You are so misguided that you have not even remained faithful to the teachings that were handed down to you by the apostles. And these also have been altered, so as to be worse and more impious, by those who came after. At any rate neither Paul nor Matthew nor Luke nor Mark ventured to call Jesus god. But the worthy John, since he perceived that a great number of people in many of the towns of Greece and Italy had already been infected by this disease, John, I say, was the first to venture to call Jesus god.

However this evil doctrine did originate with John; but who could detest as they deserve all those doctrines that you have invented as a sequel, while you keep adding many corpses newly dead [the martyrs] to the corpse of long ago?

Fuck Hollywood!

Now that we are talking about why overt, out-of-the-closet homos such as James O’Meara (who must not be confused with Michael O’Meara) and Jack Donovan should not be given platforms in white nationalist forums, a recent comment in a previous post moved me to collect the following comments in related threaded discussions.

I refer to Greg Johnson who, under the penname of Trevor Lynch, extraordinarily reviewed Quentin Tarantino’s Pulp Fiction (below I changed textual references to “Lynch” as “Johnson”). Johnson’s review was sectioned in two parts. Let’s start with the second.

For obvious reasons, the first commenters to jump on that thread were O’Meara and Donovan. I was the third one to comment, the dissident voice. Pay special attention to my words way below in this post in the context of what I recently said in Gitone’s magic (“Just compare this homosexual shit [two whites raping a Negro] with the Platonic love for Tadzio in Death in Venice: one inspires the sensitive soul and the other trashes the god Eros”).

After the cheers that Johnson got from O’Meara and Donovan for his favorable review of this filthy film, the most frank criticism I found about Johnson’s bizarre review came out from Howard.


John Norman Howard commenting on Johnson’s review…

 “Yes, Pulp Fiction contains interracial couples, villainous bumbling whites, and noble, eloquent blacks. One just has to look beyond the casting to the story itself.”
[in Johnson’s review]

The eyes are the window to the soul. The outward appearance of the characters is anything but superficial: one would have to look beyond the casting, the scenes, and the dialog as well. Sorry, but Fail one.

 “Pulp Fiction is only superficially anti-white. On a deeper level, it can aid us in rejecting modernity and recovering the spiritual foundations of something better.”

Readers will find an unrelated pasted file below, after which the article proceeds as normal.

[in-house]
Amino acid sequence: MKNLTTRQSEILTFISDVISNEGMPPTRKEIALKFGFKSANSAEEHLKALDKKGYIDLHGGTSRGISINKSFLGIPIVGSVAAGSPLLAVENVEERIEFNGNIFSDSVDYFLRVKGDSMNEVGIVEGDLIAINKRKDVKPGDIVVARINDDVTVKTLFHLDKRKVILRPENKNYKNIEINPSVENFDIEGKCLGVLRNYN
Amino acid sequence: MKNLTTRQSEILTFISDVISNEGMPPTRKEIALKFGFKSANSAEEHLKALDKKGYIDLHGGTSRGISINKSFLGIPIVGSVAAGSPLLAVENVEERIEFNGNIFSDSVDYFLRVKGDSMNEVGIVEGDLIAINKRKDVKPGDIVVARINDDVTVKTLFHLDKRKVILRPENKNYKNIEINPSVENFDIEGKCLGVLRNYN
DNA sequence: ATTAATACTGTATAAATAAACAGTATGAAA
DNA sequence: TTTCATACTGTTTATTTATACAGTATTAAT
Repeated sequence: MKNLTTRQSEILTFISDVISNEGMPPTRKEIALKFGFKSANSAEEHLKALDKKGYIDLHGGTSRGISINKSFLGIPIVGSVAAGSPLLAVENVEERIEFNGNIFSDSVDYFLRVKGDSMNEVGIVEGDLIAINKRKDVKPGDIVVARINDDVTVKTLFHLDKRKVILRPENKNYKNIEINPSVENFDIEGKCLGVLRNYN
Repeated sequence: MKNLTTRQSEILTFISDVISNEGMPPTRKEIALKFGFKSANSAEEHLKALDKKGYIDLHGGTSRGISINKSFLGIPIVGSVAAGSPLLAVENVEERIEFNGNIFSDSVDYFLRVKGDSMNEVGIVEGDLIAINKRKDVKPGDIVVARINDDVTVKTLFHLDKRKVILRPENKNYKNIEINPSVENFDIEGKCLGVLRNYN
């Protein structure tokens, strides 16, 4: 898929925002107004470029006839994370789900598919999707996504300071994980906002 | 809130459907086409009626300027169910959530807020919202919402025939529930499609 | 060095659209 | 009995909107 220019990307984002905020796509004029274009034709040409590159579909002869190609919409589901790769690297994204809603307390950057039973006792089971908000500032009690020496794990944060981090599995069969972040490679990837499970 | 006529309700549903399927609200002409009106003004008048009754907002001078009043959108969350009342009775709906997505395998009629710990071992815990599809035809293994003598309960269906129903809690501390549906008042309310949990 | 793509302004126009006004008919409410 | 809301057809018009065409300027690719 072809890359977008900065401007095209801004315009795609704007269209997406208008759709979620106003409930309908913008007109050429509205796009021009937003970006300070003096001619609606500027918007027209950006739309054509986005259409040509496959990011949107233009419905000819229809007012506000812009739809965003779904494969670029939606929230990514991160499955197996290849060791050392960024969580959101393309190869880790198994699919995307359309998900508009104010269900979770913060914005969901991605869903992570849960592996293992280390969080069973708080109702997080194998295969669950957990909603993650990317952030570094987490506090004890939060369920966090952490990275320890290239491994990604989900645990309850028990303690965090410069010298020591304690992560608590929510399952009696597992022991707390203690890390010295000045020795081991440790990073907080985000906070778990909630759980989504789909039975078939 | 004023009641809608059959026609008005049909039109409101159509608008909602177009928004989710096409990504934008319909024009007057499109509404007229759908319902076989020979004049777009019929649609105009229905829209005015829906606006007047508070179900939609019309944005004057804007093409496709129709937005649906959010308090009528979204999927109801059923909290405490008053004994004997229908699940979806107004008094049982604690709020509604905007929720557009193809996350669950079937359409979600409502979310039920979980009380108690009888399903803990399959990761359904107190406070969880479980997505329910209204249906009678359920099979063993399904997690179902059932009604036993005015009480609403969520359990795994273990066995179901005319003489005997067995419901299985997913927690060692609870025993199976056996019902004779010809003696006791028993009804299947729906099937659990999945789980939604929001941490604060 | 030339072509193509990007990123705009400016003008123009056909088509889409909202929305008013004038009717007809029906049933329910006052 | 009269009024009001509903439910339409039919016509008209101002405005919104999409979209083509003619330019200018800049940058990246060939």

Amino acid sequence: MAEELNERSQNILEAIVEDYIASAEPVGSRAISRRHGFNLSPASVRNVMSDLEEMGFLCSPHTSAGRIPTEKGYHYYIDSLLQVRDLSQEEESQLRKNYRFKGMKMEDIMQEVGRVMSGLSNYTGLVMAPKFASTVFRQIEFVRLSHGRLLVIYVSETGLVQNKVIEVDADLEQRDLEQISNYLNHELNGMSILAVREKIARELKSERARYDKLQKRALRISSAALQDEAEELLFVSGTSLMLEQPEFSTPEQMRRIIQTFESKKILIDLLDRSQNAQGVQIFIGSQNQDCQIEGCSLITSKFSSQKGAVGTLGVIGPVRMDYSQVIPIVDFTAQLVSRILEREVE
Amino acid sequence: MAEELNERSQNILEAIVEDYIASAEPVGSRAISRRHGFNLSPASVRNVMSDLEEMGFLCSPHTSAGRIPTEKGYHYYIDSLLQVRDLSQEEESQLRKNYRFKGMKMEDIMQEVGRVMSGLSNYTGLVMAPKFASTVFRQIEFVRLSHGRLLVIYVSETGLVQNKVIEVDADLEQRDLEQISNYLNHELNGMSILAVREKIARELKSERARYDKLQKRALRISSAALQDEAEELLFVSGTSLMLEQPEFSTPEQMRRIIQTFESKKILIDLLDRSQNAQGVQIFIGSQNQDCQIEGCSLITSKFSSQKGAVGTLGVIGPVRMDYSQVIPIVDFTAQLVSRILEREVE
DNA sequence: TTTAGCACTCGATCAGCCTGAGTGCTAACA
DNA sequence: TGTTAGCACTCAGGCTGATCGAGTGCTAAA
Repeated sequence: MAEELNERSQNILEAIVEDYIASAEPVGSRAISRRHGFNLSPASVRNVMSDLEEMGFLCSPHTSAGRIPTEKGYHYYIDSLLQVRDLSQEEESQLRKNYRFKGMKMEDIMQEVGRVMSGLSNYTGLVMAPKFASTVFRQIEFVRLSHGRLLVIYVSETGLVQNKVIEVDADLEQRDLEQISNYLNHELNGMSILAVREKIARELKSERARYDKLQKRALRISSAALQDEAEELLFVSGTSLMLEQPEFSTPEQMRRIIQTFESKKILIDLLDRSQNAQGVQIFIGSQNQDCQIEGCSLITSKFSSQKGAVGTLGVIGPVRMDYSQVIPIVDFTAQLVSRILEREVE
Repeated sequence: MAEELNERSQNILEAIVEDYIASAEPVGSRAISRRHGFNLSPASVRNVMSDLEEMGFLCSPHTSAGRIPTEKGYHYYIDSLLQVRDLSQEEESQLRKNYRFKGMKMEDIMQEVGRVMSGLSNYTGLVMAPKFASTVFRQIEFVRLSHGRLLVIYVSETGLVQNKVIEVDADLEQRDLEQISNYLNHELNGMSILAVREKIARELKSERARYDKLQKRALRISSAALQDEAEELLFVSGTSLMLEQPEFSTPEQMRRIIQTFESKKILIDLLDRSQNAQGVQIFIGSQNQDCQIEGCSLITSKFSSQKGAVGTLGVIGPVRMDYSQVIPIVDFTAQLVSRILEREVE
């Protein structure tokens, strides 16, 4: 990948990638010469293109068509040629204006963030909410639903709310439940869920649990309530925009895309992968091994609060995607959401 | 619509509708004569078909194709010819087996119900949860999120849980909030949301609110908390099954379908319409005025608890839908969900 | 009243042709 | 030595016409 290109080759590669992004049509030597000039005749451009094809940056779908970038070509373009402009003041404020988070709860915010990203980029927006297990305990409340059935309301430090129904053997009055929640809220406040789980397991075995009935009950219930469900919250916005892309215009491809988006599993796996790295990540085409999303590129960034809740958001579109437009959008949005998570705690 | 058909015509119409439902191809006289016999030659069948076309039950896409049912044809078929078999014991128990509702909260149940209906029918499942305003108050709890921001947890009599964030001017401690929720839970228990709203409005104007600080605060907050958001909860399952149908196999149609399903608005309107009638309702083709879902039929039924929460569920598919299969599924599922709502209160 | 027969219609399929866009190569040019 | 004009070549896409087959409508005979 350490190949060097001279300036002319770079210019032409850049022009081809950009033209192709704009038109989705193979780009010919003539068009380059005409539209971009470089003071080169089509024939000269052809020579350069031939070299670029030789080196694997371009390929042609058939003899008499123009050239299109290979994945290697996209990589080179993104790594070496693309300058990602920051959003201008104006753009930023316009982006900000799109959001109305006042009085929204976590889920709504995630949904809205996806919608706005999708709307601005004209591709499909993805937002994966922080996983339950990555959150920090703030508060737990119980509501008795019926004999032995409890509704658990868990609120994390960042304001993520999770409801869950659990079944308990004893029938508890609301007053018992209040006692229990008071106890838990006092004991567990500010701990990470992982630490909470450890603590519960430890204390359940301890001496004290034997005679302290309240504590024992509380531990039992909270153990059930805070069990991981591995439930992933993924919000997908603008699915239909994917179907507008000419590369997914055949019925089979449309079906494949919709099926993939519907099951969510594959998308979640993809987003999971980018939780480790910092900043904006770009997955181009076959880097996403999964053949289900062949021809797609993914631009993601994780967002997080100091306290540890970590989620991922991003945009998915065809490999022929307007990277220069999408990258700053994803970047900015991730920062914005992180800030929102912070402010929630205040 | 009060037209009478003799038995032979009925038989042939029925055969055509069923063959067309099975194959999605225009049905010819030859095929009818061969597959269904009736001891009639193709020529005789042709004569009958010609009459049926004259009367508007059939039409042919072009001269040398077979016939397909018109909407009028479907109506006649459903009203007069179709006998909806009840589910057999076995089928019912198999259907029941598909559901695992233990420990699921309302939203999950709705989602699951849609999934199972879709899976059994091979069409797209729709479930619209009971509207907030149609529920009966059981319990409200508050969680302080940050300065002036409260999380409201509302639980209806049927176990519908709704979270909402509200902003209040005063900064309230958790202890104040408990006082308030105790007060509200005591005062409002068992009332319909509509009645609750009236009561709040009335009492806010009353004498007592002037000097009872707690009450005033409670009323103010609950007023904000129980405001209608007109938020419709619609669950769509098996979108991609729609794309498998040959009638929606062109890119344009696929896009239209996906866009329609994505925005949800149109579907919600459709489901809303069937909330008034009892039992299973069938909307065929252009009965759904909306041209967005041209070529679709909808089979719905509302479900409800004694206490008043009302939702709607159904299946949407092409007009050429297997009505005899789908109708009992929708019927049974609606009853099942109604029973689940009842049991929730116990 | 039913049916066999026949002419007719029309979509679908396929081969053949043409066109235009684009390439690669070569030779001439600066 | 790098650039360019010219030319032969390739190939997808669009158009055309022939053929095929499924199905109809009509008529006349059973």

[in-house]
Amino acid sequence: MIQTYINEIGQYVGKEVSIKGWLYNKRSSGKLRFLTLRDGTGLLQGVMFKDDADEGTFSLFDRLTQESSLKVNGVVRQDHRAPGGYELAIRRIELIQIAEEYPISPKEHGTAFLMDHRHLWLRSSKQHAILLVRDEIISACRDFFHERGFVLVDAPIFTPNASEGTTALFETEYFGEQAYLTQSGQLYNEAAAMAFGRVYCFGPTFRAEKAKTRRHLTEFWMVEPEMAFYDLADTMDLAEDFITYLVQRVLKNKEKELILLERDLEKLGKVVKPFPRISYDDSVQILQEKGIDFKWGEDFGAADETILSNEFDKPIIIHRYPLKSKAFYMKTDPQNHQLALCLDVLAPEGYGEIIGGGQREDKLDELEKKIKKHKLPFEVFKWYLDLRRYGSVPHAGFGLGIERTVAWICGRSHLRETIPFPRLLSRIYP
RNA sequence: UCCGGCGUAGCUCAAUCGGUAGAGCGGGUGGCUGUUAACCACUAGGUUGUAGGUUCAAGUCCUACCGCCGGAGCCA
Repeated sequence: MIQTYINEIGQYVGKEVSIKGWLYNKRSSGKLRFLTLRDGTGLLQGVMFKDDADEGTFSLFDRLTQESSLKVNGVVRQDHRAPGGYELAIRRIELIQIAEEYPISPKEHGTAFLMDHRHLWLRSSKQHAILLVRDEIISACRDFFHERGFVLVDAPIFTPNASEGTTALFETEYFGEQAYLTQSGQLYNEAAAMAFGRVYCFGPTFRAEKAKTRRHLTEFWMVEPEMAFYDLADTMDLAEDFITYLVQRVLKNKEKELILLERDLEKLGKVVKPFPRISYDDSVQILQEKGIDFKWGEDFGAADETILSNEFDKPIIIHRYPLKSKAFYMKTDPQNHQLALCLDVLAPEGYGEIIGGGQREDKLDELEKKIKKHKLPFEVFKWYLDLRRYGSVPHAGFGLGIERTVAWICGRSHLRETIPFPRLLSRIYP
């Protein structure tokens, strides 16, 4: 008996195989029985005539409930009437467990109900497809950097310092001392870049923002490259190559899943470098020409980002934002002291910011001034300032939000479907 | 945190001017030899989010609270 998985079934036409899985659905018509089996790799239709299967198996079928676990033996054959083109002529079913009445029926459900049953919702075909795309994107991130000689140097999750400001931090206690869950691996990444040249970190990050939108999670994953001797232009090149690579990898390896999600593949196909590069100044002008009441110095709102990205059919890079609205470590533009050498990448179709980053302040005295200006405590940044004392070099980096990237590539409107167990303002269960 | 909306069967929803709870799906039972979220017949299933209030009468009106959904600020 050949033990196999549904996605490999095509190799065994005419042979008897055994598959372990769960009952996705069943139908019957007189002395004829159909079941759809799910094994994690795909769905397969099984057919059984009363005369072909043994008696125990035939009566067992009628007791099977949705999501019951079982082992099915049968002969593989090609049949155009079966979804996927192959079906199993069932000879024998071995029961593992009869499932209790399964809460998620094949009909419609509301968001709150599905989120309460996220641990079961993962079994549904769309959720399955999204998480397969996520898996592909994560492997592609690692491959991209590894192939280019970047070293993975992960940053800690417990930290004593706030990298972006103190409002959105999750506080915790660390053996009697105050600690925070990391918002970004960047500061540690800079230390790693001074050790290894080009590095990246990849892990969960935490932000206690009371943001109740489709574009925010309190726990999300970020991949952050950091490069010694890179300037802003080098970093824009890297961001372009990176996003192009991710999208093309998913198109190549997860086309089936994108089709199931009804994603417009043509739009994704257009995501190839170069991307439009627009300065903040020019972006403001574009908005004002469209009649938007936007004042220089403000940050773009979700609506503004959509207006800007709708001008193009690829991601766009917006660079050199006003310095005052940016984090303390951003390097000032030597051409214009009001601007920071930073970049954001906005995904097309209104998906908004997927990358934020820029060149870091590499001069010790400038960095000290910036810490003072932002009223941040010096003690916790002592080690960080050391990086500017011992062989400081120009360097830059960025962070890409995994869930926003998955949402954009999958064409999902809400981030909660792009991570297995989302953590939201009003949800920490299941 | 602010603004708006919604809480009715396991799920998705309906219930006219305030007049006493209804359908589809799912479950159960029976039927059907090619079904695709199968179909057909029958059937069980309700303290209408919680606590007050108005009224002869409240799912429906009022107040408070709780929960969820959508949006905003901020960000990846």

[in Johnson’s review]

Fail two. It’s overtly anti-White or at best, pro-diversity: which in the end analysis is White genocide. Big talk of “honor” yet admitting it was merely an opportunistic double-cross in the end? Can’t have it both ways, mate. And the whole “watch in the rectum” thing was just another of Tarantino’s gratuitous homosexual jokes. Just like the whole hillbilly pawnshop luridness. Whether you want to credit him for using Walken in the way Walken seems to work best, well. Funny in the usual South Park manner, but certainly not “genius”.

Greg Johnson said…

Your eyes might be the windows to your soul, which is what that saying means. But it certainly does not mean that your eyes are the windows to other people’s souls, or that they penetrate to the essence of whatever surface they light on.

John Norman Howard said…

I know what the saying means. My point is, the outward appearance of the characters in the movie are said movie’s “eyes”, as it were. Hence, one can readily see the indisputable “soul” of the movie. Leastwise, those of us with eyes to see, and without the scales of our pet theories, notions, and pseudo-intellectual baggage covering them.

I said…

I cannot conceive any good film featuring a black married to a white girl [as in Pulp Fiction] unless the film has an explicitly pro-white message, which obviously every film by this repulsive being [Tarantino] lacks.

The film starts with a white man with his white girlfriend assaulting a restaurant: the opposite of what usually happens in the real world, as revealed by color of crime stats. At the end of the film we see a flashback in that very restaurant with a spiritually powerful black man lecturing the weakling white robbers. Other instances of inverted travesties in Pulp Fiction could be cited, but it is unnecessary.